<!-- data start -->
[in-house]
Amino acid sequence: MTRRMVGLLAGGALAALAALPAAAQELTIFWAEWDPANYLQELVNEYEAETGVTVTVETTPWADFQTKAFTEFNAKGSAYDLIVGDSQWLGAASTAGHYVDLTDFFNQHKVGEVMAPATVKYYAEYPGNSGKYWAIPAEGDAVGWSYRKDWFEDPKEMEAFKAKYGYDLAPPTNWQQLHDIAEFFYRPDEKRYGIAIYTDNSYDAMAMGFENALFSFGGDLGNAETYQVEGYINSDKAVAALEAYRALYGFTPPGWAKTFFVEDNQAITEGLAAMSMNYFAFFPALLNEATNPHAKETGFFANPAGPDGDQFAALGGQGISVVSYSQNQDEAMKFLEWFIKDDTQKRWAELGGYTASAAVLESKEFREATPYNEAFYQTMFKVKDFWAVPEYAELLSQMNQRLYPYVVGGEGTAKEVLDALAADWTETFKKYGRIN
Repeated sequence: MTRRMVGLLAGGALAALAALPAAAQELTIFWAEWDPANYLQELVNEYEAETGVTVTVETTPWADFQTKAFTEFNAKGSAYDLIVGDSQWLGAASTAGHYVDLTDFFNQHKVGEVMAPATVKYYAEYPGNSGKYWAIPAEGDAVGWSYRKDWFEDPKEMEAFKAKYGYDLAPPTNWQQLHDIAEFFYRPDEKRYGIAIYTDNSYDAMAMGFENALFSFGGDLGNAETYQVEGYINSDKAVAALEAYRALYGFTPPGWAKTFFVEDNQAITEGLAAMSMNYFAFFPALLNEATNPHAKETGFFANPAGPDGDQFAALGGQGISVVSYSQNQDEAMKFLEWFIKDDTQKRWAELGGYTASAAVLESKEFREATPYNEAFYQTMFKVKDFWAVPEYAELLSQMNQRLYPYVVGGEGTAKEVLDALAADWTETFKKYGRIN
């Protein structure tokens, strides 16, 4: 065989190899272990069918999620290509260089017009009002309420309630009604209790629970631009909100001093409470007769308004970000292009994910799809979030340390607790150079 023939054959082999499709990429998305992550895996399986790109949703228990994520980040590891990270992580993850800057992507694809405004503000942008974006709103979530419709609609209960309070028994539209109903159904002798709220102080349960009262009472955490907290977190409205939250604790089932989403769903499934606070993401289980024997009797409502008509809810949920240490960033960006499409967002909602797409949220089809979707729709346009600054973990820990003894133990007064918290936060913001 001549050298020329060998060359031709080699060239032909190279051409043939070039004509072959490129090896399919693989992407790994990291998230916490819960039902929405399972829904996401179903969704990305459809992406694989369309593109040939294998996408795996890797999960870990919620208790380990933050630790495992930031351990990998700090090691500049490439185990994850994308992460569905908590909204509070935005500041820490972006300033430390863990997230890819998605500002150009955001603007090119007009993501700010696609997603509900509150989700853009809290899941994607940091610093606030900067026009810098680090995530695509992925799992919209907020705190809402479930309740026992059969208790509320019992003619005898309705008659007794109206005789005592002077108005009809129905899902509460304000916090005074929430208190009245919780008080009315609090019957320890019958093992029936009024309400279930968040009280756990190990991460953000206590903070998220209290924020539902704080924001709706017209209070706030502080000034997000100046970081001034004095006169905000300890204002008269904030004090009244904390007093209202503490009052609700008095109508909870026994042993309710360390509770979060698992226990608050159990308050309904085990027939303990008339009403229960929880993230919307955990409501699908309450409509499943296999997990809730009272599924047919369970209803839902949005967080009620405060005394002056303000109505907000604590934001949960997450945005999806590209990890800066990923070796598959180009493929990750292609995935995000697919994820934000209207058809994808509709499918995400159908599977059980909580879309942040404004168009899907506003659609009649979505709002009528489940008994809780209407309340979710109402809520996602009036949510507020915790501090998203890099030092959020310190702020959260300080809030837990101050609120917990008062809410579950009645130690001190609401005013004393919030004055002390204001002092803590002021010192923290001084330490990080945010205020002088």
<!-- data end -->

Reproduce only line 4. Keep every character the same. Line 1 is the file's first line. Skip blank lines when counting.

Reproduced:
């Protein structure tokens, strides 16, 4: 065989190899272990069918999620290509260089017009009002309420309630009604209790629970631009909100001093409470007769308004970000292009994910799809979030340390607790150079 023939054959082999499709990429998305992550895996399986790109949703228990994520980040590891990270992580993850800057992507694809405004503000942008974006709103979530419709609609209960309070028994539209109903159904002798709220102080349960009262009472955490907290977190409205939250604790089932989403769903499934606070993401289980024997009797409502008509809810949920240490960033960006499409967002909602797409949220089809979707729709346009600054973990820990003894133990007064918290936060913001 001549050298020329060998060359031709080699060239032909190279051409043939070039004509072959490129090896399919693989992407790994990291998230916490819960039902929405399972829904996401179903969704990305459809992406694989369309593109040939294998996408795996890797999960870990919620208790380990933050630790495992930031351990990998700090090691500049490439185990994850994308992460569905908590909204509070935005500041820490972006300033430390863990997230890819998605500002150009955001603007090119007009993501700010696609997603509900509150989700853009809290899941994607940091610093606030900067026009810098680090995530695509992925799992919209907020705190809402479930309740026992059969208790509320019992003619005898309705008659007794109206005789005592002077108005009809129905899902509460304000916090005074929430208190009245919780008080009315609090019957320890019958093992029936009024309400279930968040009280756990190990991460953000206590903070998220209290924020539902704080924001709706017209209070706030502080000034997000100046970081001034004095006169905000300890204002008269904030004090009244904390007093209202503490009052609700008095109508909870026994042993309710360390509770979060698992226990608050159990308050309904085990027939303990008339009403229960929880993230919307955990409501699908309450409509499943296999997990809730009272599924047919369970209803839902949005967080009620405060005394002056303000109505907000604590934001949960997450945005999806590209990890800066990923070796598959180009493929990750292609995935995000697919994820934000209207058809994808509709499918995400159908599977059980909580879309942040404004168009899907506003659609009649979505709002009528489940008994809780209407309340979710109402809520996602009036949510507020915790501090998203890099030092959020310190702020959260300080809030837990101050609120917990008062809410579950009645130690001190609401005013004393919030004055002390204001002092803590002021010192923290001084330490990080945010205020002088």